I’ve been thinking a lot about tone lately, and in particular, vintage tone.
If you look up ‘tone’ in the dictionary you’ll see half a dozen definitions for it, but what I’m referring to when I say ‘tone’ is more in line with what musician’s mean when they say ‘tone’, and what I think music lovers & audio hobbyists mostly mean when they say ‘tone’, which is to say, a certain sound quality or character to the sound that enhances the beauty, meaning, spirit, artistic intent, emotional connection, etc., of the music.
Some of you know I really enjoy guitars, and at one time I spent quite a lot of time practicing & playing the guitars I have, but not so much since my guitar playing friend John La Chapelle passed away. That’s John in the photo above (left), with Larry Coryell (right), a one time student of John’s who would go on to considerable fame & glory due to his immense talent as a musician.
When discussing acoustic guitars ‘tonewoods’ are often a hot topic as they affect the ‘tone’ of the guitar in a very significant way. The particular wood a guitar is made out of greatly influences its overall tone, thus they are referred to as ‘tonewoods’.
The Adirondack Spruce top and Brazilian Rosewood back & sides of my Gibson Advanced Jumbo are a classic pre-war vintage American guitar tonewood combination for flattop guitars that is held in high esteem by guitarists. Brazilian Rosewood is a hard, stiff, and very resonant tonewood that has a bell-like quality to it along with a lot of sustain, and when combined with the strong & clear tone of an Adirondack Spruce top, it produces an overall tone that is greatly desired by guitarists. You could refer to it as vintage tone.
As in audio, everything effects the tone of an acoustic guitar, the tonewoods used for the back, sides, and neck, as well as the strings, bridge pins, bridge saddle, and everything else.
Electric guitar players are very aware of the differences in tone between differing vintage guitars, like the Gibson Les Paul or the Fender Stratocaster, for example, or between vintage vs. modern guitars, like Eric Clapton’s original custom Fender Stratocaster, Blackie, vs. the present day Fender Custom Shop Eric Clapton Signature Stratocaster that is intended to be a reproduction of it.
I’ve actually wanted a Fender Strat for a very long time, and one of these days I’d like to get one to play with. The most popular vintage Strat’s are too expensive for my budget, but perhaps a modern Strat with the right combination of wood, neck shape, pickups, and tuners could be very enticing.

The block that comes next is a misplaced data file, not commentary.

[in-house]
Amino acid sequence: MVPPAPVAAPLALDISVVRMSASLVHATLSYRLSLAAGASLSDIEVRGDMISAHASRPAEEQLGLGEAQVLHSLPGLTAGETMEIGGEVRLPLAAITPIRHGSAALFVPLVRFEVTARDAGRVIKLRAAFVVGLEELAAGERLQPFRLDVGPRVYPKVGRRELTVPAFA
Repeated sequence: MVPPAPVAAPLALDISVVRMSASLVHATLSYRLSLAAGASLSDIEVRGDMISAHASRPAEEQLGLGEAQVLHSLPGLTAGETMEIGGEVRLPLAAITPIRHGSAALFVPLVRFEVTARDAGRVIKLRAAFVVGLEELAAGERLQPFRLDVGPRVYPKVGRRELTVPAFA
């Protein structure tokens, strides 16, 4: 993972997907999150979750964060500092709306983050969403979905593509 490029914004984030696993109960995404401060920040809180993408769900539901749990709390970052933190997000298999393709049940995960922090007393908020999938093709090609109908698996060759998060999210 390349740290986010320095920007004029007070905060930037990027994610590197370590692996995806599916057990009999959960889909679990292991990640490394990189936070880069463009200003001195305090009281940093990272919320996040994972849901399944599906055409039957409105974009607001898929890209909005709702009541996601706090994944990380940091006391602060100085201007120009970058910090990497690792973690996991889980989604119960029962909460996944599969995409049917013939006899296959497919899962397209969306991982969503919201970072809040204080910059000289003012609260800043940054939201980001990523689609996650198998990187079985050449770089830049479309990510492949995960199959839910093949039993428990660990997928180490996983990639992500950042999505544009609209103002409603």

Because of this interest in vintage or notable guitars played by the guitar gods, guitar makers like Fender, Martin, and Gibson (and many others) offer guitars built similarly to particularly revered models.
If you read the guitar equivalent of audio blogs you’ll find out that there is a lot of discussion about getting ‘vintage tone’ from modern guitars. Some guitarists think even the best ‘reproduction’ guitars don’t attain that vintage tone of those original guitars (they’re probably right), so they make changes to their guitars to get that much desired vintage tone.
With electric guitars, in addition to the woods used, the electronics have a big influence on the overall tone of the instrument, as in Eric Clapton’s Fender Stratocaster shown above. Blackie’s particular tonal signature is still very desired by Strat fans today. There was only one Blackie of course, as it was built from the best parts of three Stratocasters that Clapton had bought in Nashville (from Wikipedia):
“The same year, Clapton found the Sho-Bud guitar shop in Nashville, Tennessee. He bought six 1950s Stratocasters for two or three hundred US dollars each. After giving one each to George Harrison, Pete Townshend, and Steve Winwood, he took the best parts of the remaining three (built c.1956 and 1957) and Nashville Luthier Ted Newman Jones assembled “Blackie”, so named for its black finish.”
So let’s say you were one of those lucky people who bought an Eric Clapton Signature Stratocaster that was constructed similarly to Blackie from the Fender Custom Shop. What might you do to get more vintage tone from it?
Well, for one you could wire it up with ‘vintage tone pushback wire‘, which is a tinned copper wire with a thin poly wrap (or not) and a waxed (or not) cotton insulator.
This formula should sound somewhat familiar to fans of vintage Western Electric WE16GA wire, with its poly wrapped & cloth covered tinned copper conductors.
I made a USB interconnect out of one of the vintage tone pushback wires guitar players like to use, and it had similar tonal properties to the WE16GA, it’s good stuff. It’s also shockingly inexpensive compared to the prices audio hobbyists are used to paying for wire.